Is “Old Age” Just A Mindset?
You see people who are only 40 to 50 years old that are ready for the retirement home and people who are in their 90s’ who are still going strong.
What is the difference between these two groups of people?
Many people have overlooked the power of the mind, relationships and a positive attitude when it comes to the aging process. Those of us who continue to lead active lives with many social contacts and intact relationships with loved ones often have a positive outlook on life and a mindset that they are still young. They may participate in sports or otherwise be physically active, eat out, and enjoy life long after others have given up and head to the rocking chair.
A positive attitude is everything when it comes to getting older gracefully. If you grew up in an era where “old age” happened when a person reached the age of 50 years, then you will arrive at old age when you hit your fiftieth birthday.
You may have a tendency to turn down opportunities for physical and social activity, increase the times you are sedentary and stop actively challenging your mind. When this happens, you’ll be “old” and you’ll start to lose what you stop using. You’ll physically and emotionally age much faster than those who maintain active relationships and a physical lifestyle. You may start to feel just too old to participate in these activities.
How do you get into the mindset of feeling young again?
Fortunately, attitudes can be changed. And it’s probably never too late to develop a positive attitude. The first thing you need to consider is that age is just a number and that there are many people much older than you who are doing things you have started to think of as “too old” to do without difficulty. People who are still active and look younger than their years consider “being old” as too difficult.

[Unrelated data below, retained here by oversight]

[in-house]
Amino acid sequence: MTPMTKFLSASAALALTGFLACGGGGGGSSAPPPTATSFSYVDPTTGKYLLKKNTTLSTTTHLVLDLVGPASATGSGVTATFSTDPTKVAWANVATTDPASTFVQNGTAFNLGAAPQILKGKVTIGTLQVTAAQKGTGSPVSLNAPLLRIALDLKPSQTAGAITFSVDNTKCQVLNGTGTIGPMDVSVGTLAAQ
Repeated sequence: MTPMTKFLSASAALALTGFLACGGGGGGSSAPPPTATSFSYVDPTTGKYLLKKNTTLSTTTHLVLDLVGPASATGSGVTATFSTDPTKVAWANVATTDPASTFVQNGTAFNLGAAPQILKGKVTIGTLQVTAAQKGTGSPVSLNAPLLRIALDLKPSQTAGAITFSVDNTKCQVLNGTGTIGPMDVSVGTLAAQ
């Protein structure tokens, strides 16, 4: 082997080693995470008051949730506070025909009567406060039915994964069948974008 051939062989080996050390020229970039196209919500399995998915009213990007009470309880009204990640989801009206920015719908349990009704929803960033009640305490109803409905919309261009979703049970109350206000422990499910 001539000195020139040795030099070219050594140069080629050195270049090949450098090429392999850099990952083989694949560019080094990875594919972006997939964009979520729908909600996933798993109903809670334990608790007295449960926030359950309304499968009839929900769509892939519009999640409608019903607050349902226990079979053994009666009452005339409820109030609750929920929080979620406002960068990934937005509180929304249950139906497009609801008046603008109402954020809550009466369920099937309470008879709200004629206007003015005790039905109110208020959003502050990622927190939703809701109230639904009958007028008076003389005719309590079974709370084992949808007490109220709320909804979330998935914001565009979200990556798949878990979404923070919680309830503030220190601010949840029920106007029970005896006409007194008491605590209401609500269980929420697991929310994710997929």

These are people who have refused to give meaning to the calendar and who continue to participate in physical activities, bearing in mind that being active and taking care of their body takes precedence over almost everything else. They are staying mentally alert, curious about life, and haven’t given up trying new things to challenge themselves.
Compare these folks with people you know who complain about aches and pains, avoid doing fun and challenging activities, and prefer being sitting on the porch to being more active.
The second thing to do is to look for something positive in every situation. If you can find a positive outcome, you’ll feel less stress and be a happier person. Try to avoid people who are just naturally pessimistic and look for a bad outcome in everything. Attitude is an individual thing and you will find it very difficult to change their attitude if they’re not willing to be positive.
What kind of person do you want to be?
The difference in aging truly starts with your mindset. If you decide that your body and the way you live is worth caring about, then you’ll want to take care of yourself, challenge yourself and you’ll have no difficulty seeing yourself as a younger and vibrant person.
Your risk of disease caused by stress will be less and when you carry yourself better and think of age as just a number, you’ll feel less stress in your life. If on the other hand, you dread your birthdays and see the passing of each year as one less you have to live, your motivation and determination to feel and look young will be diminished and you’ll show that mindset when you interact with other people.
If your ancestors lived long and healthy lives, hey, it’s hereditary, take comfort in knowing that you’ll probably live a long time too, and you can carry that youthful mindset through your middle and older aged years. Even if your ancestors did not live long and healthy lives, consider the medical advances that focus on prevention and management of diseases that are on your side so that you can continue be active and feel young well into your older years.
Don’t forget that age is just a number and it doesn’t dictate how a person should feel or act. So act your age, no matter what it is.